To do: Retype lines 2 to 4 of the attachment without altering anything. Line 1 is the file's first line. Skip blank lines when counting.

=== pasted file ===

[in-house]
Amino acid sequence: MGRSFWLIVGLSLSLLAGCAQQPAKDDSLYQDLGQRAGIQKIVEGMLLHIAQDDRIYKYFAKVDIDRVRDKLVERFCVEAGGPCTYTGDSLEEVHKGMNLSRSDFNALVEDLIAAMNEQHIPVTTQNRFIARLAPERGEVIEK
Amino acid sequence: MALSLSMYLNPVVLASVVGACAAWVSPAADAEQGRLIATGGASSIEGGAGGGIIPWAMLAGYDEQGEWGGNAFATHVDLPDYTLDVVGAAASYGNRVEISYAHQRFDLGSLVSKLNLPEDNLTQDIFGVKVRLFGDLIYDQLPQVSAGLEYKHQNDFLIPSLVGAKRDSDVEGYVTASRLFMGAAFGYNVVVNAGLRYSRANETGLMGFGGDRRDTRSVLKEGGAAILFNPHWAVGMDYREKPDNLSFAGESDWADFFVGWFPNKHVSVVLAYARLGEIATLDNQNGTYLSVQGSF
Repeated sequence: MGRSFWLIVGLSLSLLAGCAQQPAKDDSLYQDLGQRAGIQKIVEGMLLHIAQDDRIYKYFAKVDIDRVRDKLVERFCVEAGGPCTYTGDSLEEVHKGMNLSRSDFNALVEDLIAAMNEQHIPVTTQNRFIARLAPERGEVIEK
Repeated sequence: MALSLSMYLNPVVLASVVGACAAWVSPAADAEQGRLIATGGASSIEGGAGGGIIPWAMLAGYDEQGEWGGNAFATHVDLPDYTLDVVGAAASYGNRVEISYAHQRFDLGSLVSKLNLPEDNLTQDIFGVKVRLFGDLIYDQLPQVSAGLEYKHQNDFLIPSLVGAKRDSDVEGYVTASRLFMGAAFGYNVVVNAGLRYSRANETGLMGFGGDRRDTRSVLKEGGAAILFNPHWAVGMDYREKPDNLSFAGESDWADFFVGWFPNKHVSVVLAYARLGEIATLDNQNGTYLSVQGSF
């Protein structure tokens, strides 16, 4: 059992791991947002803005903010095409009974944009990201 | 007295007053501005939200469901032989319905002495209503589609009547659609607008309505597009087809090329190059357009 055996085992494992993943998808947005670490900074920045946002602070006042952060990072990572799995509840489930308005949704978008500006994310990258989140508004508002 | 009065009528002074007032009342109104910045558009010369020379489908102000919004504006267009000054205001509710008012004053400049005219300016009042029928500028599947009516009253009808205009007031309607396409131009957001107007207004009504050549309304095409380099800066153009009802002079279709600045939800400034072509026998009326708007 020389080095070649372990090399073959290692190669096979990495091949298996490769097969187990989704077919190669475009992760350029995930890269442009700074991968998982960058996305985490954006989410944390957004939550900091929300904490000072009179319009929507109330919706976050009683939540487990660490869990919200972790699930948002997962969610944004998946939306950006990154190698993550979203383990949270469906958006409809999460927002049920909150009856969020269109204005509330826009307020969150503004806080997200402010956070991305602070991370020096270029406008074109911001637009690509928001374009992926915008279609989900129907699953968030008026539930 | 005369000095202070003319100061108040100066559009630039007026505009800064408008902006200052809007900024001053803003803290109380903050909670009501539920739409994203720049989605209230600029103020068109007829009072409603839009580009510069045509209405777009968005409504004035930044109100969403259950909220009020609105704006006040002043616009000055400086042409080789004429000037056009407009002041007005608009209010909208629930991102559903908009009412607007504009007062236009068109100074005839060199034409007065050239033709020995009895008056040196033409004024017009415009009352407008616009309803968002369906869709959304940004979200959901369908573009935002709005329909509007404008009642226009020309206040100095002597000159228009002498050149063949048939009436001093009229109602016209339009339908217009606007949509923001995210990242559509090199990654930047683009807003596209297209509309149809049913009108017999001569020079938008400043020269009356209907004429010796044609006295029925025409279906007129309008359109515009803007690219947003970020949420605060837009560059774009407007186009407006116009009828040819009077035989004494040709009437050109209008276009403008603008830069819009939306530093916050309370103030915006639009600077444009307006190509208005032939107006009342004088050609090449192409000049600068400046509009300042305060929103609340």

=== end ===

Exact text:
Amino acid sequence: MGRSFWLIVGLSLSLLAGCAQQPAKDDSLYQDLGQRAGIQKIVEGMLLHIAQDDRIYKYFAKVDIDRVRDKLVERFCVEAGGPCTYTGDSLEEVHKGMNLSRSDFNALVEDLIAAMNEQHIPVTTQNRFIARLAPERGEVIEK
Amino acid sequence: MALSLSMYLNPVVLASVVGACAAWVSPAADAEQGRLIATGGASSIEGGAGGGIIPWAMLAGYDEQGEWGGNAFATHVDLPDYTLDVVGAAASYGNRVEISYAHQRFDLGSLVSKLNLPEDNLTQDIFGVKVRLFGDLIYDQLPQVSAGLEYKHQNDFLIPSLVGAKRDSDVEGYVTASRLFMGAAFGYNVVVNAGLRYSRANETGLMGFGGDRRDTRSVLKEGGAAILFNPHWAVGMDYREKPDNLSFAGESDWADFFVGWFPNKHVSVVLAYARLGEIATLDNQNGTYLSVQGSF
Repeated sequence: MGRSFWLIVGLSLSLLAGCAQQPAKDDSLYQDLGQRAGIQKIVEGMLLHIAQDDRIYKYFAKVDIDRVRDKLVERFCVEAGGPCTYTGDSLEEVHKGMNLSRSDFNALVEDLIAAMNEQHIPVTTQNRFIARLAPERGEVIEK